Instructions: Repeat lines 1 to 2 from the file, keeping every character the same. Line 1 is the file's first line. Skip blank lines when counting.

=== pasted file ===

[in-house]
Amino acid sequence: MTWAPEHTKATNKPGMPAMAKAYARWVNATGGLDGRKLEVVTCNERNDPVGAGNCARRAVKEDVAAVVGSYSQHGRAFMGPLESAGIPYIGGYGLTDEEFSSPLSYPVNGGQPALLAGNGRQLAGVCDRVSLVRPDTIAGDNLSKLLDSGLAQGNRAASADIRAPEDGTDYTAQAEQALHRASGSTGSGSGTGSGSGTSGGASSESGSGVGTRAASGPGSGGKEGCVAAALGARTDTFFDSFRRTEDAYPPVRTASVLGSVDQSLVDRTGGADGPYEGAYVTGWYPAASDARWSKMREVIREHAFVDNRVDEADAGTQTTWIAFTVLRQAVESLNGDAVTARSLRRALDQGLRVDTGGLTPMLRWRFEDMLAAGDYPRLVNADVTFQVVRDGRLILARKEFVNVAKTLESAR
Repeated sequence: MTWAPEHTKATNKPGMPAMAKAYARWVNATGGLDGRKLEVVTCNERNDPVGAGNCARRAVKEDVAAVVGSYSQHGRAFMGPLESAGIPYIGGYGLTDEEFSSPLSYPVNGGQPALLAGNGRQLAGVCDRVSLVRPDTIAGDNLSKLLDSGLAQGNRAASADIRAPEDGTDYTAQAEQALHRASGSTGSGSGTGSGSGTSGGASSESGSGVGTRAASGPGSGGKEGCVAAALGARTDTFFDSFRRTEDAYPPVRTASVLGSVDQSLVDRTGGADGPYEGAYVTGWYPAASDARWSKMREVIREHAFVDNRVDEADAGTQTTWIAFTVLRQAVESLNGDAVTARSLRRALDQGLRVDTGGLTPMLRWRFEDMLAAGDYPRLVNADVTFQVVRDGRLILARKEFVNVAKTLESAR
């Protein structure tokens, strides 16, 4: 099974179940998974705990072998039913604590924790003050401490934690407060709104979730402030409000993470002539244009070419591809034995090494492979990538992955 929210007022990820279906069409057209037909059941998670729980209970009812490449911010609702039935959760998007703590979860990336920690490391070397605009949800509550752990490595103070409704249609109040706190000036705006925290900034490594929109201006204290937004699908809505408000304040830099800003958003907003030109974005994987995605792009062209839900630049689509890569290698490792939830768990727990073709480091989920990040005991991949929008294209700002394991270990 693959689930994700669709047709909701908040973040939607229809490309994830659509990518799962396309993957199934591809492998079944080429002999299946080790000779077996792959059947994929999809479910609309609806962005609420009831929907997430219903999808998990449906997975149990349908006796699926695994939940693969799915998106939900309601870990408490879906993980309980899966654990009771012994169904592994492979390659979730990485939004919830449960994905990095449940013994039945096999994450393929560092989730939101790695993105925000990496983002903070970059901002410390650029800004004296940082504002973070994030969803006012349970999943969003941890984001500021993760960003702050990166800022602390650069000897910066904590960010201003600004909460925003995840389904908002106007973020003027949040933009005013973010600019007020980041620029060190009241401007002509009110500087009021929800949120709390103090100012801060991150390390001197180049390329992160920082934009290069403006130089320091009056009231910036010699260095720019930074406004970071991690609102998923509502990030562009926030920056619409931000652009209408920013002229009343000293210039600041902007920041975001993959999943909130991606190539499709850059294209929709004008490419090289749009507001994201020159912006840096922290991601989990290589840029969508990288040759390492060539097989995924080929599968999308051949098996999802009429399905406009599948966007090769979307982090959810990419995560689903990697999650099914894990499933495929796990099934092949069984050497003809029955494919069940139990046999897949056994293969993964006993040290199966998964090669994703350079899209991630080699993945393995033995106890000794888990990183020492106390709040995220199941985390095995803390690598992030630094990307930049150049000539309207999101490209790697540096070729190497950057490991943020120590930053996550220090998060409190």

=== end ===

[in-house]
Amino acid sequence: MTWAPEHTKATNKPGMPAMAKAYARWVNATGGLDGRKLEVVTCNERNDPVGAGNCARRAVKEDVAAVVGSYSQHGRAFMGPLESAGIPYIGGYGLTDEEFSSPLSYPVNGGQPALLAGNGRQLAGVCDRVSLVRPDTIAGDNLSKLLDSGLAQGNRAASADIRAPEDGTDYTAQAEQALHRASGSTGSGSGTGSGSGTSGGASSESGSGVGTRAASGPGSGGKEGCVAAALGARTDTFFDSFRRTEDAYPPVRTASVLGSVDQSLVDRTGGADGPYEGAYVTGWYPAASDARWSKMREVIREHAFVDNRVDEADAGTQTTWIAFTVLRQAVESLNGDAVTARSLRRALDQGLRVDTGGLTPMLRWRFEDMLAAGDYPRLVNADVTFQVVRDGRLILARKEFVNVAKTLESAR